Away With Mud-slinging
by Victor A. Moitoret
The reign of the house of Babcock ended with the 60th annual convention at Oakland. At that time, all of the delegates present forgave the ex-president for his misdeeds and mistakes made during his administration and the general attitude was one of friendliness. It was generally conceded that Babcock’s administration had had its good points and ‘the dictator’ retired, known to the majority as a friend and a likable fellow. In fact, the convention did all in its power to make him one of the executive judges.
Then – no sooner had President Bradofsky taken over the reins than Babcock reverts to his lowly mud-slinging. In an article in The Conventioneer and in a personal letter to Bradofsky he proved to a. j. beyond a doubt that experience had not been a good teacher. Not content with having ruined one year’s record in amateur journalism, he strove to attack and tear down the work of an amateur, who, if left alone and worked with, rather than against, will do much towards making the National a better organization.
Carry on, President Bradofsky, with the realization that we present day amateurs are not misled by the arguments and writings of one who seems determined to tear down rather than to build up the National Amateur Press Association.
We agree with the thought expressed in the Grand Rapids edition of Babcock’ Red Rooster concerning the removal of Hanson from the secretary’s post by President Bradofsky. Altho we realize that our prexy had a perfect right to do as he saw fit, we believe that he should make known the reasons which prompted him in his actions.
In the Amateur Nevadan, edited by Rotholtz of Reno, and in the Home-Town News, published in Berkeley by Wetzel, the NAPA has two very promising papers. Both have appeared very regularly, increased their size, and both editors seem to have grasped the true spirit of a. j. Let’s see more like these.
New application blanks are enclosed with this mailing. Get a recruit. Let’s double the membership! We can do it!
Much impressed by the success of the Oakland convention, the local amateurs are already launching plans to make a strong campaign for the ’38 meet, at which time both of the bridges will be completed and the World’s Fair in full progress.
by Victor A. Moitoret
Entered for N. A. P. A. Essay Laureateship
Have you ever stopped to really think about the subject of hair before, like I did the other day? What is it for? It serves no purpose as far as I could figure out except for ornamental use Now that industry can turn out fine woolen caps, the use of hair to keep the head warm is rather antiquated.
We all have, or once had, hair. It has to be cut, usually at least once a month. Besides this it must be washed. The time intervals separating this process vary according to the individual. Again. it must always, to be considered proper, be combed or brushed or otherwise made presentable.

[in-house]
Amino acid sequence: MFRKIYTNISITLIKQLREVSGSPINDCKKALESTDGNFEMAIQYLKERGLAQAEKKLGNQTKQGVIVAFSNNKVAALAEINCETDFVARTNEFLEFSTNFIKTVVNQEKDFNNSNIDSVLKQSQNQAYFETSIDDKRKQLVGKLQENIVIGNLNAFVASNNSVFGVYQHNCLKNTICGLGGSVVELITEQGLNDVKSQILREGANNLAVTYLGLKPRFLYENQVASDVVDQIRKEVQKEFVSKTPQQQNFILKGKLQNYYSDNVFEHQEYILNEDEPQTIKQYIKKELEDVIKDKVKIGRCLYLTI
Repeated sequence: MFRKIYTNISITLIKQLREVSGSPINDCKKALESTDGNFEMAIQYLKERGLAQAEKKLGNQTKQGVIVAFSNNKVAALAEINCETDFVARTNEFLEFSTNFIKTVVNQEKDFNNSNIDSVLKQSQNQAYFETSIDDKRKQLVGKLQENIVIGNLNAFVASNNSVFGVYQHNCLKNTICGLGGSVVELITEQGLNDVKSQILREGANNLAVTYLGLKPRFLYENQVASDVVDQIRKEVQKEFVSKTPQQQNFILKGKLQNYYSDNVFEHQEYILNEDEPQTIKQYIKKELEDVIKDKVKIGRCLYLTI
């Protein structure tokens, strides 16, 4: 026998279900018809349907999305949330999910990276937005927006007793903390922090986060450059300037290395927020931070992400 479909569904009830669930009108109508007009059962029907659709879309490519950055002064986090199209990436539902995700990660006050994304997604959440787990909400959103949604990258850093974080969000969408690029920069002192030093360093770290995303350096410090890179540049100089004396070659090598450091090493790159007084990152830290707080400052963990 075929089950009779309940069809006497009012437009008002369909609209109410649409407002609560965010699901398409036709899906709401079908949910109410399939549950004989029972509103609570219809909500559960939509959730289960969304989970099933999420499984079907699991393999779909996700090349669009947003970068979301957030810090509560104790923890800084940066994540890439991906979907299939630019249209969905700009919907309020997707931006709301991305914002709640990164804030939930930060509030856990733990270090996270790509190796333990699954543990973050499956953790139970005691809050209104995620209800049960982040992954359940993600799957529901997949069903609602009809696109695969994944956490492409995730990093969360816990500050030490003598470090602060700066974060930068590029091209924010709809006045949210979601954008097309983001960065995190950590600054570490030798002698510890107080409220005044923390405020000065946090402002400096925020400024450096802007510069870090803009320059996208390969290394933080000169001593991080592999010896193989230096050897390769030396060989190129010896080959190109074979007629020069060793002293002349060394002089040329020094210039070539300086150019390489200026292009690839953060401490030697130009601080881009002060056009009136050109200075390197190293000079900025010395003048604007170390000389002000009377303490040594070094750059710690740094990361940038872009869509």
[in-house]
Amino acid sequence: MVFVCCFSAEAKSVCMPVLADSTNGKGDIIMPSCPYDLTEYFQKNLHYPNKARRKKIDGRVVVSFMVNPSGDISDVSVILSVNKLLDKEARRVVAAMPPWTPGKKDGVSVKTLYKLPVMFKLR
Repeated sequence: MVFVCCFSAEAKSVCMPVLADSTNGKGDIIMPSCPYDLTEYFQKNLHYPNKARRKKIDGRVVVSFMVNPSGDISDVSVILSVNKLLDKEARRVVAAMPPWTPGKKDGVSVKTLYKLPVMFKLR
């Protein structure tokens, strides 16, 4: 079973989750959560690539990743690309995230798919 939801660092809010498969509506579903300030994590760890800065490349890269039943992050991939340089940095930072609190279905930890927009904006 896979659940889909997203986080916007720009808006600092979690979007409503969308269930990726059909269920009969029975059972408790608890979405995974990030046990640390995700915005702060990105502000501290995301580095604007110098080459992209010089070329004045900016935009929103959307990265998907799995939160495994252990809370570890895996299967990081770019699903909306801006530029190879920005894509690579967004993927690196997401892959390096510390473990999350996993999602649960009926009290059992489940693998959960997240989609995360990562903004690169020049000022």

The women of our species waste a lot more time on their hair than the men do. Hours and dollars are exhausted in curling, combing, parting, washing and all of the other useless processes indulged in.
Just let us go into the realm of supposition and imagine that no one had any of this plant-like growth flourishing on the top of their cerebral case. In other words, suppose that the human race was hairless. With all the leisure time thus provided, humanity would be able to better itself greatly by reading, writing, and otherwise furthering itself intellectually. Barbers, beauticians, manufacturers of hair restorers, dyes, dandruff cures, shampoos, greases. hairpins, bobby pins, combs, brushes, curling irons, and permanent wave machines, besides razors and other accessories that are now glutting the market, would all be thrown out of work and could spend their time doing something more useful. The ribbon industry would also suffer and, this possibility also would concern the makers of scissors. soaps, and all other products that are now in use to do something or other to our hair.
You may all say that without hair, we would not be beautiful. In fact, some of you may think that bald men are hideous, but beauty is not the first thing in life. Think of all the lice, cooties, and the like that would die of starvation, having no feeding ground, if we were devoid of hair. Men would no longer make great gashes and slashes in their faces while shaving, and the money saved on doctor bills would be enough to pay off the national debt.
We read every day of people who have their hair cause their death or dire injury. Hair often becomes entangled in machines and draws the victim to his death.
One drawback, however, in this aim, would be that the mosquitoes would be greatly benefited. This could be remedied by having everybody wear some kind of headgear, as they would probably want to do anyway, to cover up their baldness. This would prove such a boon to the hat industry that government hat shops could realize enough profits to make it possible to do away with all forms of taxation.
To sum all of this up, if my argument has the effect of making only two persons go down to the barber shop tomorrow and have all their hair pulled out by the roots, I shall feel that my efforts have not been in vain in this great campaign to rid the world of one of its most useless encumbrances.
An amateur paper edited and printed irregularly by –
Victor A. Moitoret